Not getting this particular public radio program on our local stations, I was not even aware of the “OnBeing” series until we listened to this particular interview in our church small group.
It is a podcast episode titled “Asteroids, Stars and the Love of God”. Guy Consolmagno and George Coyne are interviewed for the better part of an hour.
I thought it an excellent interview and an hour well-spent. I’m curious if others here who are interested would agree? I’m not Catholic, but I was very impressed with how these two represent the Jesuit tradition. Perhaps any others here who have been selling Catholics short could benefit from this as well.
One statement that caught my attention was this one:
“The opposite of faith is not doubt. The opposite of faith is certainty.”
I’m not sure I’m entirely on board with that, but it did get me thinking. I suppose I could see that in at least one important way. Where there is certainty, there is no doubt, but then there is no faith (trust) either. If one consents to live by faith, then perhaps that faith must inevitably be accompanied by doubt. But certainty doesn’t leave room for either. If one is to have a “mustard seed” of faith, the implication is that such a small thing can coexist with a lot of other baggage – but not certainty, perhaps.
All ‘sound bites’ are made to grab our attention, and the above statement is a sound bite - however, one way to discuss certainty is to consider it as ‘sense certainty’. I think some philosophers have discussed this, to mean that any thing we know via our senses is regarded as certain - when we think about it, how else can such information be regarded. In making faith in opposition to such certainty, we are acknowledging that faith is a type of evidence of things unseen (or not based on our senses). What is certain (to continue this theme) regarding faith however, is the act derived from, or based on faith. Thus we understand people’s faith by their works and personal attributes.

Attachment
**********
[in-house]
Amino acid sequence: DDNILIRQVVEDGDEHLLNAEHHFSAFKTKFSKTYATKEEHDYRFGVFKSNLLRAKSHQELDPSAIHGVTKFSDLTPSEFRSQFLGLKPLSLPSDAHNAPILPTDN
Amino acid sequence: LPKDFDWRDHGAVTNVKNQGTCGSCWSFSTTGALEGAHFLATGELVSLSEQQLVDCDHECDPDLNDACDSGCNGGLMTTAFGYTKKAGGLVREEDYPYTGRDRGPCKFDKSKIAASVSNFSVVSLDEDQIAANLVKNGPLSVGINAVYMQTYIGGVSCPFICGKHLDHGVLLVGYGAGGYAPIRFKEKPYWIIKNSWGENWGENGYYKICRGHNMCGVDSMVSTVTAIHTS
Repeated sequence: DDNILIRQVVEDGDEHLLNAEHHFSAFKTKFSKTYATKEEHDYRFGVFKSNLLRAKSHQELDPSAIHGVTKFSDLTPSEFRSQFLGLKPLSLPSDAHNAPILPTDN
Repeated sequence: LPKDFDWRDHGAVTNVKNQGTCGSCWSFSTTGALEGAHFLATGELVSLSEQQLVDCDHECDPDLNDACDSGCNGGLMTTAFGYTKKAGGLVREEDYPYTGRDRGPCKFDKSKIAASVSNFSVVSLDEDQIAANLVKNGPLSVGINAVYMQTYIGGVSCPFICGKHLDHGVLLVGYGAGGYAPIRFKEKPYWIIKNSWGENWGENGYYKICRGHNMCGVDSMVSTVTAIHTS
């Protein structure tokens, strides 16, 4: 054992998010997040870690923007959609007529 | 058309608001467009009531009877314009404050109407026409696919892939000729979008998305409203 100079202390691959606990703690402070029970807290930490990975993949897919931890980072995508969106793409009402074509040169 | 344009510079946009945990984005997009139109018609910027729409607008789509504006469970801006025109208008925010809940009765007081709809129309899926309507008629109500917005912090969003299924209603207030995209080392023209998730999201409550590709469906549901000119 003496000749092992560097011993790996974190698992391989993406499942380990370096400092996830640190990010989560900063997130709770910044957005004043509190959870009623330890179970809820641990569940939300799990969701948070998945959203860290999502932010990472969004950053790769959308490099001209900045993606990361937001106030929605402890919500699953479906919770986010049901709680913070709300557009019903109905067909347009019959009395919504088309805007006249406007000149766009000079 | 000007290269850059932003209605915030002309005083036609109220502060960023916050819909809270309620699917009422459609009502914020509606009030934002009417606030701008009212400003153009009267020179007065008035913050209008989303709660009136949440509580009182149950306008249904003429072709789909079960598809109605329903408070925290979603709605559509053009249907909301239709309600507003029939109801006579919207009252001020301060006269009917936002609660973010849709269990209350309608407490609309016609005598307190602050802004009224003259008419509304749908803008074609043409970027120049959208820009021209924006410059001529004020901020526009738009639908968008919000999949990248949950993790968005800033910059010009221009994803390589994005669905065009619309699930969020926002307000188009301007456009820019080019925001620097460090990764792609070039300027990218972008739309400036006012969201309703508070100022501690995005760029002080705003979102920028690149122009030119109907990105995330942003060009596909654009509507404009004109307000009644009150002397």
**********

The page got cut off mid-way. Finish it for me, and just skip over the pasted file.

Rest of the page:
To add another twist to this, much of science is not sense based, but reason based - science does require that anything we derived from thought and intellect be subjected to some form of sense based examination.
I would restate this as, when we base something on our senses, we do not see a reason to doubt (unless we are deceived by another, and even then, something must have been done to our senses). This again infers certainty to our sense responses (but this must be confined to objects that we know via our senses) - we also infer a good faith aspect regarding our belief in our senses. If we base our actions on faith, we are still inclined to trust our senses in terms of understanding our acts, but we know all are based on a faith aspect of our being.
Hope this clarifies (does not add to any confusion).
Thanks. That does clarify. Even our sensory based certainty cannot be absolute certainty, but we flippantly refer to it as certainty since it seems to us about as close as we can get. But our senses do fool us too.
The snippet as I shared it is indeed a mere “bite”, but the whole interview surrounding that quote was no mere sound bite at all, and gives it more context I think.
I simply wanted to emphasise a notion of certainty - the context (and the entire podcast) is both informative and (perhaps more important) shows that science can be fun. I liked the comments on ‘educated ignorance’ when discussing science, and that it is an endless discovery of the creation. I am drawn more to the ‘risk and faith’ discussed in the podcast, although I agree that we may consider doubt and certainty in that context.